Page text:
GEORGE HARRISON: RELUCTANT BEATLE
By Philip Norman (Simon & Schuster)
THERE IS NOTHING NEW to be said about The Beatles. Everybody knows that.
As the owner of several shelves worth of Beatles books – biographies, both semi-official and decidedly not official; interviews and lyrics; cultural studies and the minutiae of studio records; tenuously linked theories and deeply sourced defences – not to mention multiple versions of every album in every format, with DVDs, VHS box sets, walking and driving tours through Liverpool, and a few bobbleheads from the Beatles museum, I should agree.
However, the truth is just as with Bob Dylan (yes, I’ve got shelves of all that stuff as well), there are, perhaps inexplicably to some of you more sane people, still new ways to tell the stories and new ways to look at the material, if the writer is clever enough, funny enough, thorough enough, or innovative enough. That’s true whether it is Mark Lewisohn’s none-more-detailed series, Craig Brown’s irreverent repositioning, or a little further back, Barry Miles’ stand-in for Paul McCartney’s reclamation of the hitherto accepted narrative.
Philip Norman, who has a batch of Rolling Stones and Elton John biographies to his name, is no newcomer to the Beatles shelf. He already has substantial slabs on John Lennon and Paul McCartney (subtitled with some grandnesss … : The Life, and : The Biography), and a separate book on the band itself. And that’s not to mention, with relevance to this book, a biography of Eric Clapton (subtitled, for some variety … : The Life And Music).
Most of those books turn up as the bulk of the source material in the “credits”, along with interviews, some of them presumably new, of Beatles associates and relatives – but interestingly, none with George Harrison’s second wife, Olivia, or his only child, Dhani. Norman is, in other words, a man deeply immersed in the subject. Which is where the problems begin.
There’s a real sense of Norman being rather bored with the topic and nowhere near as fascinated by Harrison as he was by Lennon or McCartney. Every repetition of stock phrases and pallid descriptions you could find in any cut-and-paste newspaper article – musician Joe Brown who works with him in the ‘80s is described as a “boon companion”; the early romance with his future wife begins as “He continued seeing Pattie Boyd – in every sense of that tactful English term – still unbeknown to the most eagle-eyed Fleet Street Beatle-watchers” – emphasises this.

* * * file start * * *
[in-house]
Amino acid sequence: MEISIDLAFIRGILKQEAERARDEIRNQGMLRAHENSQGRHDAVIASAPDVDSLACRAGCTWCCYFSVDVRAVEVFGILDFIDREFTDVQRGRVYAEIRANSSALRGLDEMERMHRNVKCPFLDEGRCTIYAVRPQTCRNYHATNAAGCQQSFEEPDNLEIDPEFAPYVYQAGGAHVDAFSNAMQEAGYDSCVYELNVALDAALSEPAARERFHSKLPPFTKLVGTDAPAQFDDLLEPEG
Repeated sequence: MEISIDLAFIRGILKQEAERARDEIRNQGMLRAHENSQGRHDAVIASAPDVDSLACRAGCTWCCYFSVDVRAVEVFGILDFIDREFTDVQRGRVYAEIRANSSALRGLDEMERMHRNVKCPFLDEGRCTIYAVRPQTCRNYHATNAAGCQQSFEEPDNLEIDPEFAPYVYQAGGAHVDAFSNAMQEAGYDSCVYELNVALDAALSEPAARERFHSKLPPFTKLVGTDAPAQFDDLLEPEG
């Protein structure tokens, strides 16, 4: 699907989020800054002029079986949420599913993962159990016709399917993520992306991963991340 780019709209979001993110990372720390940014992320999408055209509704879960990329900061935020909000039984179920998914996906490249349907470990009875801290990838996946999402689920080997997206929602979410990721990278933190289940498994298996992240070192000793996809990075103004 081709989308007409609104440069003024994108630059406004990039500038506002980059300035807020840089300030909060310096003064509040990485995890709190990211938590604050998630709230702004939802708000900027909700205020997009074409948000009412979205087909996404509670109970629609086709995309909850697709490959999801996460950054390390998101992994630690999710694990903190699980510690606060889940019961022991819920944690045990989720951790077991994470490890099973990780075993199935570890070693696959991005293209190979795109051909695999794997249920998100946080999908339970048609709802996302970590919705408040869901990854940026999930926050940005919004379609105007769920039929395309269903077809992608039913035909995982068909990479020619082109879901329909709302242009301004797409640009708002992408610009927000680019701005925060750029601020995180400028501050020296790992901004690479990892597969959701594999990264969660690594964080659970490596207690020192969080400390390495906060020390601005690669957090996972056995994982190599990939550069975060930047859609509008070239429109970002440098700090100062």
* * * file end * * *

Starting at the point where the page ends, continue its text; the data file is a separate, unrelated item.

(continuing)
It’s not only that there isn’t really any new information, certainly not in the half covering the Beatles years and only occasionally in the post-Beatles half, but that the information he has he knows is well used so that sometimes (maybe to keep himself amused) he turns to little bursts of flippancy that undermine what value there might be in that knowledge, and at other points emphasises the inconsequential to suggest there is equal worth with the drier facts. Which would be perfectly fine if Norman was funny,
(George Harrison (left), with some friends.
Like Harrison’s very non-spiritual interest in/dislike of financial impositions such as taxes (from mid-60s pop gem Taxman to early ‘80s tax havens dreamed up by an accountant who would prove rather keen on accessing Harrison’s money for his own purposes) even a casual reader of Beatles history will know the stories of the trips around the north of England squeezed into Mal Evans’ van, the fetid rooms in Hamburg (and Harrison losing his virginity in one such tiny room while the rest of the band were inches away) and the growing interest in Indian music, instruments and spirituality.
The only way to enliven these yarns is some telling insight or some evocative writing, and neither of these is present here in perfunctory storytelling. Maybe Norman didn’t think there was anything there.
His general disdain for Harrison at first seems like a reflection for effect of the way the slightly older, more advanced in their writing and more confident in their presence, Lennon and McCartney saw Harrison. That is a key dynamic within the band as Harrison moves from mildly interested songwriter to a stifled talent bobbing about trying to get in on a three-footer while the two Alpha males commandeer the big waves.
And it is an even more important element in the veritable explosion of material Harrison released in the immediate aftermath of the band breaking up and the playing out of his swinging between love and bitterness on anything to do with the two songwriters. How he wrote, why he wrote, what he took from the writers closest to him, or from those he admired from a step away, like Dylan and the members of The Band, for a start, must surely be the basis of a biography of this musician.
But when you realise that Norman isn’t really going to explore any of these things, treating such detail as secondary, this book’s failings become solidified. The “quiet Beatle”, the “forgotten Beatle”, the “reluctant Beatle” gets short shrift again.
More detail, though no better insights or writing, is offered in the book’s partial deconstruction of a man often thought of as almost saintly because of his interest in mysticism, Maharishis, meditation, and helping Bangladesh. But Harrison’s selfishness – not least in sexual assignations which left victims like his first wife, Patti and Ringo Starr’s first wife, Maureen – and self-delusion, alongside generosity and a capacity for care, coupled with an unsteady balancing of insecurity and arrogance, finds him no better nor worse than most popstars of his time, or of any time.
Nonetheless, he wasn’t just any other popstar of his time. His status and that of the peerless band he spent just a decade in but which came to define his whole life, make George Harrison eminently examinable. But if you’re asking what lay at his core, spiritually, musically, intellectually? This isn’t the book to answer that.
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